146Which seems a little fouler than it is,

Editor’s Note147To pluck on others.

angelo Believe me, on mine honour,

148My words express my purpose.

149

isabella Ha, little honour to be much believed,

150And most pernicious purpose! Seeming, seeming!

Editor’s Note151I will proclaim thee, Angelo; look for't.

Editor’s Note152Sign me a present pardon for my brother,

Editor’s Note153Or with an outstretched throat I'll tell the world aloud

Editor’s Note154What man thou art.

angelo Who will believe thee, Isabel?

155My unsoiled name, th'austereness of my life,

Editor’s Note156My vouch against you, and my place i'th' state,

157Will so your accusation overweigh

Editor’s Note158That you shall stifle in your own report,

159And smell of calumny. I have begun,

Editor’s Note160And now I give my sensual race the rein.

161Fit thy consent to my sharp appetite.

Editor’s Note162Lay by all nicety and prolixious blushes

Editor’s Note163That banish what they sue for. Redeem thy brother

Editor’s Note164By yielding up thy body to my will,

Editor’s Note165Or else he must not only die the death,

Editor’s Note166But thy unkindness shall his death draw out

Editor’s Note167To ling'ring sufferance. Answer me tomorrow,

Editor’s Note168Or by the affection that now guides me most,

pg 2229169I'll prove a tyrant to him. As for you,

170Say what you can, my false o'erweighs your true.

Exit
171

isabella To whom should I complain? Did I tell this,

Editor’s Note172Who would believe me? O perilous mouths,

173That bear in them one and the selfsame tongue

Editor’s Note174Either of condemnation or approof,

Editor’s Note175Bidding the law make curtsy to their will,

176Hooking both right and wrong to th'appetite,

177To follow as it draws! I'll to my brother.

Editor’s Note178Though he hath fall'n by prompture of the blood,

179Yet hath he in him such a mind of honour

Editor’s Note180That had he twenty heads to tender down

181On twenty bloody blocks, he'd yield them up

182Before his sister should her body stoop

183To such abhorred pollution.

184Then Isabel live chaste, and brother die:

185More than our brother is our chastity.

186I'll tell him yet of Angelo's request,

187And fit his mind to death, for his soul's rest.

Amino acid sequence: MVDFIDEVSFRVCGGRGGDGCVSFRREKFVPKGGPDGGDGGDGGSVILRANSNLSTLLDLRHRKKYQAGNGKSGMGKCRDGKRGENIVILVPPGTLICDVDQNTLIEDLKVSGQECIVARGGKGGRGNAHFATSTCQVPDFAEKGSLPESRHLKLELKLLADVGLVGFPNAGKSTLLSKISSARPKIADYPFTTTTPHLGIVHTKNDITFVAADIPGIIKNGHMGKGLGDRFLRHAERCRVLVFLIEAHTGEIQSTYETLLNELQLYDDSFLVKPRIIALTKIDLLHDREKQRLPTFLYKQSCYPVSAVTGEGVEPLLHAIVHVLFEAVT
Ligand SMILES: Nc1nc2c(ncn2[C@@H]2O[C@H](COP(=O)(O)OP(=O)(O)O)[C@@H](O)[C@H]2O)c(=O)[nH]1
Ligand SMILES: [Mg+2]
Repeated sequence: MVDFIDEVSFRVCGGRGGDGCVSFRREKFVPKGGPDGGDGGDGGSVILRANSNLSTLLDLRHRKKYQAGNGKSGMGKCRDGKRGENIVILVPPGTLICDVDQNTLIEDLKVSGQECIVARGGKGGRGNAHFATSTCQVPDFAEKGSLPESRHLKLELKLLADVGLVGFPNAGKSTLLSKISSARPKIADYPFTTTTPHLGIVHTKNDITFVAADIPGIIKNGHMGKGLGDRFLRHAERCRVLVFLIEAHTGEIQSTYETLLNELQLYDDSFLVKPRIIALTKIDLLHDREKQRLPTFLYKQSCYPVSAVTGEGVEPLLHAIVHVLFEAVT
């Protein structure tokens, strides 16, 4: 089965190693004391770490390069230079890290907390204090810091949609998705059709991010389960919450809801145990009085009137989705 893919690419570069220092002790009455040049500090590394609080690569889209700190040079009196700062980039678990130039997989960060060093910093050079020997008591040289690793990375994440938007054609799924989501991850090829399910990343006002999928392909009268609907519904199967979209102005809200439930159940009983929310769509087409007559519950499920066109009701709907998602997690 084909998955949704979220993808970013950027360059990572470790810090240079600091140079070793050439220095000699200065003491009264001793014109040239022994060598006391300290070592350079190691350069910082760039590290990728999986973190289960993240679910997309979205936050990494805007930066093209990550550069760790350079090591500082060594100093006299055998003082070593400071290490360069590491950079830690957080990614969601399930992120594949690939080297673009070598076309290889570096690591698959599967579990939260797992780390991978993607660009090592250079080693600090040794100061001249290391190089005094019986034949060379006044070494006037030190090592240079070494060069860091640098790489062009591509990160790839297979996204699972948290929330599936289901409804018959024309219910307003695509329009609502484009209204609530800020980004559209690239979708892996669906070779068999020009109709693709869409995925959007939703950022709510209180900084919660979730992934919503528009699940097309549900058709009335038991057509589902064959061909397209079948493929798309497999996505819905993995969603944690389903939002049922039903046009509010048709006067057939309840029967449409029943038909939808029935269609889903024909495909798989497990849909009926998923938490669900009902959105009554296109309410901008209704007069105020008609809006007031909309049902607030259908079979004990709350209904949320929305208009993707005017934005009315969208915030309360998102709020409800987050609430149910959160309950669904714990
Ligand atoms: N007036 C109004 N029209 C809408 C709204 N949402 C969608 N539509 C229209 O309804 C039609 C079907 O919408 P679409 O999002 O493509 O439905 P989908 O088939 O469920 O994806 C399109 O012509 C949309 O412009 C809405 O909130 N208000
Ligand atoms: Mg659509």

Exit

Notes Settings

Notes

Editor’s Note
2.4.0 Angelo He may have changed, in a variety of ways, since his previous soliloquy and exit; sometimes, he looks as though he has passed a sleepless night.
Editor’s Note
2.4.2 several distinct, different
Editor’s Note
2.4.3 invention powers of inventiveness
Editor’s Note
2.4.5 chew i.e. fail to swallow and digest (suggesting a reference to the bread of the Communion service); mumble over
Editor’s Note
2.4.7 conception imagination, ideas, thoughts
Editor’s Note
2.4.7 state mode of spiritual existence; dignity
Editor’s Note
2.4.11 with boot advantageously
Editor’s Note
2.4.11 idle frivolous
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2.4.12 the air (object of beats)
Editor’s Note
2.4.12 place high office
Editor’s Note
2.4.12 form outward formality
Editor’s Note
2.4.13 case dress, external covering
Editor’s Note
2.4.13 habit clothing, robes; deportment
Editor’s Note
2.4.15 Blood, thou art blood (contrasts with 1.4.56–7)
Editor’s Note
2.4.16 angel (alluding to Angelo's name)
Editor’s Note
2.4.16 devil's horn i.e. his distinguishing feature
Editor’s Note
2.4.17 crest Heraldic device worn on helmets and shields; here suggesting 'emblem'. The Devil was thought to be a fallen angel, and was proverbially adept at imitating piety.
Editor’s Note
2.4.18 sister nun, member of a female religious order
Editor’s Note
2.4.18 desires accèss (as, in another sense, Angelo does to Isabella)
Editor’s Note
2.4.18 sister (suggesting that Isabella, though only a novice, wears clothing that signals her religious vocation)
Editor’s Note
2.4.21 unable weak, ineffectual
Editor’s Note
2.4.24 play act
Editor’s Note
2.4.27 general subject common people
Editor’s Note
2.4.28 part roles, function
Editor’s Note
2.4.28 obsequious eager to serve, dutiful